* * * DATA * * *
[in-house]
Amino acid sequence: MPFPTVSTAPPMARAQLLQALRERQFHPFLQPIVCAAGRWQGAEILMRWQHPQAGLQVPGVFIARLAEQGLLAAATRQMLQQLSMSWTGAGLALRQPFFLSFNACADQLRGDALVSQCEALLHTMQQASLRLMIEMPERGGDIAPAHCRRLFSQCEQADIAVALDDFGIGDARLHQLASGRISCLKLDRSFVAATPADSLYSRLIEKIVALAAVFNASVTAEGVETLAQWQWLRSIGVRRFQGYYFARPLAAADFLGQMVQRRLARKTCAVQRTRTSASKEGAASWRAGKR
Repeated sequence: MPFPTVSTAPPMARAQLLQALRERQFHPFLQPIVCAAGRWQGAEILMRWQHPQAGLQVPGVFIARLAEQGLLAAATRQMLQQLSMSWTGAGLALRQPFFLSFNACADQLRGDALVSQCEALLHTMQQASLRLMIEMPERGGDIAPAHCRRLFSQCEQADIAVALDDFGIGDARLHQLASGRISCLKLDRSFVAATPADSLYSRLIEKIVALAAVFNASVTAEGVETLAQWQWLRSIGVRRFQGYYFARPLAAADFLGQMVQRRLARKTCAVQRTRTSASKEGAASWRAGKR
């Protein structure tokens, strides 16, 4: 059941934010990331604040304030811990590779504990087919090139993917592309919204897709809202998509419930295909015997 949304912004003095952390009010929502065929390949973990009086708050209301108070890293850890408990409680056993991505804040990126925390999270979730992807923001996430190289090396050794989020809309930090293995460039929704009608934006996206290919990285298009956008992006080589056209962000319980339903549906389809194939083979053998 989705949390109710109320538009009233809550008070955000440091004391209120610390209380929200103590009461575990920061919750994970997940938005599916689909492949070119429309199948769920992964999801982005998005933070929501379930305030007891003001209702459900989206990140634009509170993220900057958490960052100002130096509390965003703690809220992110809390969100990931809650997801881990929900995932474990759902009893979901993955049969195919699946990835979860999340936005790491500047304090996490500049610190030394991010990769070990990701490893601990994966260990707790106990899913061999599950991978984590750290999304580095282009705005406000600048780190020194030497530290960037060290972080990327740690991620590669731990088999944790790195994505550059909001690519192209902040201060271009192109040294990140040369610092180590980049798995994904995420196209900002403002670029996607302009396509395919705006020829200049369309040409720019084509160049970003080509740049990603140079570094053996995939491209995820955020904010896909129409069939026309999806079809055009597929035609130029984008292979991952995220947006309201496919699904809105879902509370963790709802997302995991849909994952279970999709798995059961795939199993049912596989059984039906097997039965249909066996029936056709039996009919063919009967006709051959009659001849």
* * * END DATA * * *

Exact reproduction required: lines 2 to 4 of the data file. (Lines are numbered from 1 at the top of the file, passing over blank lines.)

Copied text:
Amino acid sequence: MPFPTVSTAPPMARAQLLQALRERQFHPFLQPIVCAAGRWQGAEILMRWQHPQAGLQVPGVFIARLAEQGLLAAATRQMLQQLSMSWTGAGLALRQPFFLSFNACADQLRGDALVSQCEALLHTMQQASLRLMIEMPERGGDIAPAHCRRLFSQCEQADIAVALDDFGIGDARLHQLASGRISCLKLDRSFVAATPADSLYSRLIEKIVALAAVFNASVTAEGVETLAQWQWLRSIGVRRFQGYYFARPLAAADFLGQMVQRRLARKTCAVQRTRTSASKEGAASWRAGKR
Repeated sequence: MPFPTVSTAPPMARAQLLQALRERQFHPFLQPIVCAAGRWQGAEILMRWQHPQAGLQVPGVFIARLAEQGLLAAATRQMLQQLSMSWTGAGLALRQPFFLSFNACADQLRGDALVSQCEALLHTMQQASLRLMIEMPERGGDIAPAHCRRLFSQCEQADIAVALDDFGIGDARLHQLASGRISCLKLDRSFVAATPADSLYSRLIEKIVALAAVFNASVTAEGVETLAQWQWLRSIGVRRFQGYYFARPLAAADFLGQMVQRRLARKTCAVQRTRTSASKEGAASWRAGKR
């Protein structure tokens, strides 16, 4: 059941934010990331604040304030811990590779504990087919090139993917592309919204897709809202998509419930295909015997 949304912004003095952390009010929502065929390949973990009086708050209301108070890293850890408990409680056993991505804040990126925390999270979730992807923001996430190289090396050794989020809309930090293995460039929704009608934006996206290919990285298009956008992006080589056209962000319980339903549906389809194939083979053998 989705949390109710109320538009009233809550008070955000440091004391209120610390209380929200103590009461575990920061919750994970997940938005599916689909492949070119429309199948769920992964999801982005998005933070929501379930305030007891003001209702459900989206990140634009509170993220900057958490960052100002130096509390965003703690809220992110809390969100990931809650997801881990929900995932474990759902009893979901993955049969195919699946990835979860999340936005790491500047304090996490500049610190030394991010990769070990990701490893601990994966260990707790106990899913061999599950991978984590750290999304580095282009705005406000600048780190020194030497530290960037060290972080990327740690991620590669731990088999944790790195994505550059909001690519192209902040201060271009192109040294990140040369610092180590980049798995994904995420196209900002403002670029996607302009396509395919705006020829200049369309040409720019084509160049970003080509740049990603140079570094053996995939491209995820955020904010896909129409069939026309999806079809055009597929035609130029984008292979991952995220947006309201496919699904809105879902509370963790709802997302995991849909994952279970999709798995059961795939199993049912596989059984039906097997039965249909066996029936056709039996009919063919009967006709051959009659001849």